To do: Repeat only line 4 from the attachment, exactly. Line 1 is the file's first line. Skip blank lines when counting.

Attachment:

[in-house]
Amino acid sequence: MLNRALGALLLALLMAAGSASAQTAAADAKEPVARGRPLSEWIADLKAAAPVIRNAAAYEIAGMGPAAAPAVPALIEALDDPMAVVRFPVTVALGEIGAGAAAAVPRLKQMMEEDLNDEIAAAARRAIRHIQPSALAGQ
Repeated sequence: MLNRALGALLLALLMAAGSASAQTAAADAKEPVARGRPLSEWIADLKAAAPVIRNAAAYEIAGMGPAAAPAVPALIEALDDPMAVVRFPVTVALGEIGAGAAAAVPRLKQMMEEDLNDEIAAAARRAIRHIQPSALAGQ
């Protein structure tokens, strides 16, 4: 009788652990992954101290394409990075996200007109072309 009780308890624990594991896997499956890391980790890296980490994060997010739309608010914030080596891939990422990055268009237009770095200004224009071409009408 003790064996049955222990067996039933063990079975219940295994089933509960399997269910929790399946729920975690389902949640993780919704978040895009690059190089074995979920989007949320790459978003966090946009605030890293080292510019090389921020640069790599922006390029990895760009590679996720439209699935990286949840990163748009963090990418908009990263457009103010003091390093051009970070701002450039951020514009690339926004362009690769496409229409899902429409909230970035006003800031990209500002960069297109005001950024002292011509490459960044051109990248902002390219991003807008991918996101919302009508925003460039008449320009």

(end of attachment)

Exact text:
């Protein structure tokens, strides 16, 4: 009788652990992954101290394409990075996200007109072309 009780308890624990594991896997499956890391980790890296980490994060997010739309608010914030080596891939990422990055268009237009770095200004224009071409009408 003790064996049955222990067996039933063990079975219940295994089933509960399997269910929790399946729920975690389902949640993780919704978040895009690059190089074995979920989007949320790459978003966090946009605030890293080292510019090389921020640069790599922006390029990895760009590679996720439209699935990286949840990163748009963090990418908009990263457009103010003091390093051009970070701002450039951020514009690339926004362009690769496409229409899902429409909230970035006003800031990209500002960069297109005001950024002292011509490459960044051109990248902002390219991003807008991918996101919302009508925003460039008449320009």